Clinical efficacy studies of LSVT have documented improvements in speech and voice parameters of adults with IPD. Respiratory functioning has been examined using the aerodynamic measures of maximum flow declination rate and subglottal pressure, both of which have shown significant improvements following LSVT (Ramig & Dromey, 1996). Lung volume excursion during speech increases significantly following therapy (Dromey & Ramig, 1998). At the phonatory/laryngeal level, significant improvement in pre-and post-treatment variables such as duration of sustained vowel phonation, maximum fundamental frequency range, and fundamental frequency variability have been reported (Ramig, Countryman, Thompson, & Horii, 1995). In addition, improvements have been consistently documented in vocal fold adduction (Dromey, Ramig, & Johnson, 1995; Ramig & Dromey, 1996; Smith, Ramig, Dromey, Perez, & Samandari, 1995) and sound pressure level following treatment (Countryman, Ramig, & Pawlas, 1994; Dromey et al., 1995; Ramig, 1995; Ramig, Countryman, O’Brien, Hoehn, & Thompson, 1996; Ramig, Countryman, Thompson, & Horii, 1995). Though studies supporting the efficacy of LSVT appear promising, few studies compare this treatment with alternative therapies for hypokinetic dysarthria, most notably rate reduction techniques.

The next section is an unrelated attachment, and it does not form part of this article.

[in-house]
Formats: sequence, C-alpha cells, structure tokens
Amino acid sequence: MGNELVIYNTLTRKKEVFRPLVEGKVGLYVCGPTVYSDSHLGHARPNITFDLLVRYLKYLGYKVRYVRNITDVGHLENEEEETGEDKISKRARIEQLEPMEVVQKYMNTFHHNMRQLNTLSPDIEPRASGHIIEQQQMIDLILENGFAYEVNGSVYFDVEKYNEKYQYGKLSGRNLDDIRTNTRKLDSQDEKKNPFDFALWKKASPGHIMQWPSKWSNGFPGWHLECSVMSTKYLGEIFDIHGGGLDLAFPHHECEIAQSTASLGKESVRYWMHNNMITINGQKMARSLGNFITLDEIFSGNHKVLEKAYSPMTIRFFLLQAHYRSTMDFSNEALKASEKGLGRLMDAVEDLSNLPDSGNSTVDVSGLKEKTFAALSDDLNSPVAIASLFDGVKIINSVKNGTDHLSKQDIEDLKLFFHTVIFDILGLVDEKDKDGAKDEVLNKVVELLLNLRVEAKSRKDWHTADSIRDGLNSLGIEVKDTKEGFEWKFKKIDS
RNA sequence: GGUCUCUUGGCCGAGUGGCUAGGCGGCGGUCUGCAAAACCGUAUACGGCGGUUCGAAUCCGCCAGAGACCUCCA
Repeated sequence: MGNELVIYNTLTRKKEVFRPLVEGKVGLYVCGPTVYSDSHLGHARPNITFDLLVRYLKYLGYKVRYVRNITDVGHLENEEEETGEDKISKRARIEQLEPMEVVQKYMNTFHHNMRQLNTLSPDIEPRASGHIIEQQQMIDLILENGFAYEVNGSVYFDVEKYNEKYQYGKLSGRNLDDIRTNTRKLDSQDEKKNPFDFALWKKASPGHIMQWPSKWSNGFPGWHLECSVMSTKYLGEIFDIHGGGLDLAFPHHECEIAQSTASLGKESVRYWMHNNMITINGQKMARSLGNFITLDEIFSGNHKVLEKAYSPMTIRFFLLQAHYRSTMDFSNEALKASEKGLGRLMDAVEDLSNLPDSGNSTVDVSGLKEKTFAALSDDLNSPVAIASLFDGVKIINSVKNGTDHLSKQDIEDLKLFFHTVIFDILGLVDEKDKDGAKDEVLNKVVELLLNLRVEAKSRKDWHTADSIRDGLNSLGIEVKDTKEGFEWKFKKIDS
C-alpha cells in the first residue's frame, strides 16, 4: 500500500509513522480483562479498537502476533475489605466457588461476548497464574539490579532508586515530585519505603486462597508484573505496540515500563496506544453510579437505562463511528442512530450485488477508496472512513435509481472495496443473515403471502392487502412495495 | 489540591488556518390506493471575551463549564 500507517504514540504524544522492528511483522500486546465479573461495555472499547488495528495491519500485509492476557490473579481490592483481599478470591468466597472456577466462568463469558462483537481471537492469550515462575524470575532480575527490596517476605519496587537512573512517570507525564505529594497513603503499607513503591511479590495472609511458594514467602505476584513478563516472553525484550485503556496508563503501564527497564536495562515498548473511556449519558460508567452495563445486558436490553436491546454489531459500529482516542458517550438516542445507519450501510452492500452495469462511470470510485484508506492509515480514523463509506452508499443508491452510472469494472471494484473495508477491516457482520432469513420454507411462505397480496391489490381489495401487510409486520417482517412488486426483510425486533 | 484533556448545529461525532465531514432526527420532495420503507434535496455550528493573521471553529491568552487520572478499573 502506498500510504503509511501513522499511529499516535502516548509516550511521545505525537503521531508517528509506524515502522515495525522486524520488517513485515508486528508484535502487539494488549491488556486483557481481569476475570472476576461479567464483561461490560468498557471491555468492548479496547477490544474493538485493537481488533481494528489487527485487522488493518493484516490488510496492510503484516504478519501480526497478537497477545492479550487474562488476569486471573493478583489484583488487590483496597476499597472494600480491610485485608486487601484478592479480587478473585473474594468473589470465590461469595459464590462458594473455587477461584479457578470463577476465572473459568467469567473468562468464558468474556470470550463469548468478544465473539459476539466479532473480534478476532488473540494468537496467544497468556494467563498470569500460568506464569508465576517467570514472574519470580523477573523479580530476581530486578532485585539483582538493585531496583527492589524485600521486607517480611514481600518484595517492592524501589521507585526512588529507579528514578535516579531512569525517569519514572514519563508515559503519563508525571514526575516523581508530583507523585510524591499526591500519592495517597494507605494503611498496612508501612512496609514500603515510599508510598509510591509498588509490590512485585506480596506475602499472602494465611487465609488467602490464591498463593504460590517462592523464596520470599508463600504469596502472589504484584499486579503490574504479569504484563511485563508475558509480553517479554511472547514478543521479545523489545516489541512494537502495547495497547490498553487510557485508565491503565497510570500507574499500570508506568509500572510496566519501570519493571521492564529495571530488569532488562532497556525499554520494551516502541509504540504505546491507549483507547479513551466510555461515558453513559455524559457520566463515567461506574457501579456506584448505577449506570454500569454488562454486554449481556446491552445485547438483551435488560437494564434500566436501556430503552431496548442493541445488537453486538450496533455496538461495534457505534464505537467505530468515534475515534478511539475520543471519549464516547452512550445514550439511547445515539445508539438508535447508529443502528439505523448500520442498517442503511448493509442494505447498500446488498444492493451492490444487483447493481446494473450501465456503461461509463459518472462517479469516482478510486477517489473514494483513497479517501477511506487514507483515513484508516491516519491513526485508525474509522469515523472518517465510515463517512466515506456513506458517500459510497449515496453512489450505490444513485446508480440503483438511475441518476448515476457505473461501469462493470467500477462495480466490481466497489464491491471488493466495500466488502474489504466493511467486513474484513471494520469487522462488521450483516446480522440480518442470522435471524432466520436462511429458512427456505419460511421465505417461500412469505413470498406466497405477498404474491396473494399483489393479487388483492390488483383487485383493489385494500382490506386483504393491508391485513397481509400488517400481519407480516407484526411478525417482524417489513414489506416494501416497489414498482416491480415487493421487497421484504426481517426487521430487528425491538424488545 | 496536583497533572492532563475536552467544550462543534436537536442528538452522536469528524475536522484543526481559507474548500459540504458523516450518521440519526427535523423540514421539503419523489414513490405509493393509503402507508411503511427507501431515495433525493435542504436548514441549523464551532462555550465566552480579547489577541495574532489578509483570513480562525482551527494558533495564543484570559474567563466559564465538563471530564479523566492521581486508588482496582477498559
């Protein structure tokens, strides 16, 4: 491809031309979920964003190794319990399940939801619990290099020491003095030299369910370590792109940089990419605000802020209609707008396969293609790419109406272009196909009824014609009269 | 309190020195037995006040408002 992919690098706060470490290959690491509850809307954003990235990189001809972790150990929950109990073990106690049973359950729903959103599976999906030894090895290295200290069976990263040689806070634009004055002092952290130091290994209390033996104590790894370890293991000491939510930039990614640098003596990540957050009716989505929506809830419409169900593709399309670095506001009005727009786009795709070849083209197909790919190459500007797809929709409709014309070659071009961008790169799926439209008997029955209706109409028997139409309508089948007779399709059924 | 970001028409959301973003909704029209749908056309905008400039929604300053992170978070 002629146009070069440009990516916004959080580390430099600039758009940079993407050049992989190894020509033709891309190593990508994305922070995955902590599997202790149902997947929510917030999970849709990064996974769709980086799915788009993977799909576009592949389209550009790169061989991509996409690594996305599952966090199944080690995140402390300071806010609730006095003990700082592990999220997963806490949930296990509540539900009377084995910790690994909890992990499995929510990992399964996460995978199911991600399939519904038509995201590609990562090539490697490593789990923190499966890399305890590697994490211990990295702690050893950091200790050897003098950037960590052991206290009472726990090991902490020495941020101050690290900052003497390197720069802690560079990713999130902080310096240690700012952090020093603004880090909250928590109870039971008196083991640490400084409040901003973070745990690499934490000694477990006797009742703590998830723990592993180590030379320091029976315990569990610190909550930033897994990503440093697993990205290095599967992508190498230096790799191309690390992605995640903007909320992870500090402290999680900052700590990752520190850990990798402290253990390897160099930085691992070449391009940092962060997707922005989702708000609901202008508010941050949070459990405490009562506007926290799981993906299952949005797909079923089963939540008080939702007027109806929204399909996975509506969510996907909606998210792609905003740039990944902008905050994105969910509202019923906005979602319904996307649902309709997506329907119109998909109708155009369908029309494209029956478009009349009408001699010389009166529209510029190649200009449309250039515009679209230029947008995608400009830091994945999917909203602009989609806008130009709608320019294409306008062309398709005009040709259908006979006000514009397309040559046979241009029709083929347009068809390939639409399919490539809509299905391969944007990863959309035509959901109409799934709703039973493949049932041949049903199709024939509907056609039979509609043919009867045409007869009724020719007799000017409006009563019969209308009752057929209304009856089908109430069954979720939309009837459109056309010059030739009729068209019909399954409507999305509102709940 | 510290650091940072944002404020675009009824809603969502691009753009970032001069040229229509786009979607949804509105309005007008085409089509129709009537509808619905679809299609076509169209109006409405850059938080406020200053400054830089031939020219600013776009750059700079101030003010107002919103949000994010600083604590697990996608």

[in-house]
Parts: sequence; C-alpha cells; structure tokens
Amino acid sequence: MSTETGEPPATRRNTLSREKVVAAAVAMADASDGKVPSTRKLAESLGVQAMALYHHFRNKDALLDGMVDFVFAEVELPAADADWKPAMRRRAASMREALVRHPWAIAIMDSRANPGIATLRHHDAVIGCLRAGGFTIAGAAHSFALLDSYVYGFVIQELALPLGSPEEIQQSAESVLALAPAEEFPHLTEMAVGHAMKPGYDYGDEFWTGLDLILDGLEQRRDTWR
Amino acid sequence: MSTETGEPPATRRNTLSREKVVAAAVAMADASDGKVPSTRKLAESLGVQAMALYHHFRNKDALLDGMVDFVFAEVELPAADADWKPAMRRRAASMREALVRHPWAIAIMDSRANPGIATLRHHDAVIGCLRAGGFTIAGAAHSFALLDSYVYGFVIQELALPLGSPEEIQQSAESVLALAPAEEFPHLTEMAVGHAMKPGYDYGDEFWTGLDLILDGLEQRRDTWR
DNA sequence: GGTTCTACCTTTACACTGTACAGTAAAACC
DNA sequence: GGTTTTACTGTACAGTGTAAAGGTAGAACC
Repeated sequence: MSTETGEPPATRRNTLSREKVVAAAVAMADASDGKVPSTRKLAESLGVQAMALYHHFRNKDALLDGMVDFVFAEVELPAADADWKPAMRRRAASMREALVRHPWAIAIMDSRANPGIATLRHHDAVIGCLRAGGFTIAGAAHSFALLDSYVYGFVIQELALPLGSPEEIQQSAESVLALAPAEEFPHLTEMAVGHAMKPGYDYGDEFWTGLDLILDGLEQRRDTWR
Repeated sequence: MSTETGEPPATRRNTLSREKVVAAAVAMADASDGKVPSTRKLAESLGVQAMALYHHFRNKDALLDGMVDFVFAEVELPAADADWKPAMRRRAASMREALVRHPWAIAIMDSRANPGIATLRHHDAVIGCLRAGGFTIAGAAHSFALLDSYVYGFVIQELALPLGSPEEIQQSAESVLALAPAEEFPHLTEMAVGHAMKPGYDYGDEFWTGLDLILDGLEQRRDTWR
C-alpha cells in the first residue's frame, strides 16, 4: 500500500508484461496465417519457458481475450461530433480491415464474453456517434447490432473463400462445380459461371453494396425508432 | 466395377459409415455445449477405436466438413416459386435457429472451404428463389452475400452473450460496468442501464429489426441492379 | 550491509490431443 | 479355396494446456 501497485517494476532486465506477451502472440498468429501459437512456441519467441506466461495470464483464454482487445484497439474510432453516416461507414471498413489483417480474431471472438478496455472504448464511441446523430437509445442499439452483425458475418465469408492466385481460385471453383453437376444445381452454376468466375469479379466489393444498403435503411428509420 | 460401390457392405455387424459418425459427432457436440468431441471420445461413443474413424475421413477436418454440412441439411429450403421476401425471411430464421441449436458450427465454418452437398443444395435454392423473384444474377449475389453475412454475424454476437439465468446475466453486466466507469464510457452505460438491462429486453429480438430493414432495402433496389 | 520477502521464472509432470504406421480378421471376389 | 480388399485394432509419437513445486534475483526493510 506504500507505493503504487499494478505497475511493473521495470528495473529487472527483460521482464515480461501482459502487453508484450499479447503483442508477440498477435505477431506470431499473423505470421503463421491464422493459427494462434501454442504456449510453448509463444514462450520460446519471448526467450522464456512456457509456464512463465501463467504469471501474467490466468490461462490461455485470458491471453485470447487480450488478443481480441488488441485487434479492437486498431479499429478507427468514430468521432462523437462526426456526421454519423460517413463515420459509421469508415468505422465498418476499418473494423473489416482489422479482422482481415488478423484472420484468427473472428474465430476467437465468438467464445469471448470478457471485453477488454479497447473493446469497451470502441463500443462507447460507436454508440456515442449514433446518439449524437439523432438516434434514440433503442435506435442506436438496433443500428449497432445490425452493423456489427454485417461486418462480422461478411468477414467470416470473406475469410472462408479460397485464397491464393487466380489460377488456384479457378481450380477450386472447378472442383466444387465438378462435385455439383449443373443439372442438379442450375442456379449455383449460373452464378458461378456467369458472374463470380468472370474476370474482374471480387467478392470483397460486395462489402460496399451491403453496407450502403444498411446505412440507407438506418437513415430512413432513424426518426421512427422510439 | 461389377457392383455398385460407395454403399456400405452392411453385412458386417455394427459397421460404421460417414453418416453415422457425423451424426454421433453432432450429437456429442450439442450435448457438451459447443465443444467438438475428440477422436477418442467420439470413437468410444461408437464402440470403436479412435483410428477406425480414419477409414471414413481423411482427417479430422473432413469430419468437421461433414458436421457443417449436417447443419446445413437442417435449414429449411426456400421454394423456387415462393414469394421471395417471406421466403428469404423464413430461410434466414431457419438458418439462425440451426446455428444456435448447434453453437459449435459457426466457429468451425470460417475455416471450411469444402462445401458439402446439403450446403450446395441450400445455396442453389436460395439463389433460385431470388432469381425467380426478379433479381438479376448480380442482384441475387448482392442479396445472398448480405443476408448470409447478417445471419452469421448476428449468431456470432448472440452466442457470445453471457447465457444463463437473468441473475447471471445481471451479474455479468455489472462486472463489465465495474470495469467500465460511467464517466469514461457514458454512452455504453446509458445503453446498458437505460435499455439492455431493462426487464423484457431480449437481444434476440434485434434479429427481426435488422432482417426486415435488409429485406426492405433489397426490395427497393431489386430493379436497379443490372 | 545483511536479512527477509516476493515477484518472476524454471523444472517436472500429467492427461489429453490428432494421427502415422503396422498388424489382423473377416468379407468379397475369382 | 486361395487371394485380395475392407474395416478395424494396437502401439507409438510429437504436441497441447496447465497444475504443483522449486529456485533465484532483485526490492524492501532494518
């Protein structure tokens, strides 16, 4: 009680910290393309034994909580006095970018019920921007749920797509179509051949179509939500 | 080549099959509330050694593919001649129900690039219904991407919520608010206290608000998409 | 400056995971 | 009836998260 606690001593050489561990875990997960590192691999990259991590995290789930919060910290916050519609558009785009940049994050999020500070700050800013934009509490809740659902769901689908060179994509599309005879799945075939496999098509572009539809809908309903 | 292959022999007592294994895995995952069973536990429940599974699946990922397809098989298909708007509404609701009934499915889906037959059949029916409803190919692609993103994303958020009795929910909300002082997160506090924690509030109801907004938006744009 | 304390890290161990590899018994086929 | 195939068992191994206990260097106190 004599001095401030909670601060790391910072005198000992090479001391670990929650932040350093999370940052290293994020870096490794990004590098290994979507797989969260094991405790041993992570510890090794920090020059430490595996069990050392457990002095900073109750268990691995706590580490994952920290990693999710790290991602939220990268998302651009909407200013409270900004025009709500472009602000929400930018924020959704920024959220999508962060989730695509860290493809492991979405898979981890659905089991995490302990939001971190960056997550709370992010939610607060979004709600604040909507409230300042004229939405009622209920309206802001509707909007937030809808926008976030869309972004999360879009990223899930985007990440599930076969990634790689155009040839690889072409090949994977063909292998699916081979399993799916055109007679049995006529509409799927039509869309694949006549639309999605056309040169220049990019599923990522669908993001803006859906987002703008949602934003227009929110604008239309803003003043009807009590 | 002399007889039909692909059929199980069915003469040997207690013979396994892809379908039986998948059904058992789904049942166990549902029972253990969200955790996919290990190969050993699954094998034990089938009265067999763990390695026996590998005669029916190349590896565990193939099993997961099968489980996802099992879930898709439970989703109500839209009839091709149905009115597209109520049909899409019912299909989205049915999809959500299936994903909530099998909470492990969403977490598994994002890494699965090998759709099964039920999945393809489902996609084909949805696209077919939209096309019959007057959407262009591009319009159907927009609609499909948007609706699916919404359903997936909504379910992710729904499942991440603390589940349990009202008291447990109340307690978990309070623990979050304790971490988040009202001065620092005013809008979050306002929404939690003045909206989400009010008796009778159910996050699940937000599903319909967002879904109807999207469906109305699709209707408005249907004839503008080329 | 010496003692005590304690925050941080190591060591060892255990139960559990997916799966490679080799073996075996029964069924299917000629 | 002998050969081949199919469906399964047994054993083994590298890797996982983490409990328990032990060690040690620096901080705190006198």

Given these issues, direct examination of orofacial speech movement parameters associated with rate and loudness manipulations in people with IPD may yield interesting clinical and theoretical observations. In the present study, a composite measure of spatial and temporal variability in lower lip movement sequences—the spatiotemporal index (STI; Smith, Goffman, Zelaznik, Ying, & McGillem, 1995)—was employed to assess the stability of speech movements across multiple repetitions of a phrase during rate and loudness manipulations. The STI reflects the degree to which a set of movement trajectories produced for multiple repetitions of a motor behavior converge onto a single movement template after linear normalization (Smith et al., 1995). For typical adult speakers, habitual rate is most stable, with movement trajectories for each trial converging onto a single pattern (Kleinow & Smith, 2000; Smith et al., 1995; Wohlert & Smith, 1998). Thus, typical adults generate consistent speech movement patterns when producing habitual, highly practiced speech behaviors. When speakers move away from their preferred rate (in this case, after being verbally instructed to speak half or twice as fast as normal), they become less consistent at producing stable motor behaviors. It may be hypothesized that adults with IPD are not as consistent at producing repetitive speech motor behaviors in their habitual mode and that manipulating speech parameters such as rate and loudness may actually improve their performance. In other words, rate and loudness manipulations may affect speech movements in adults with IPD in ways quite distinct from those in normal adult speakers.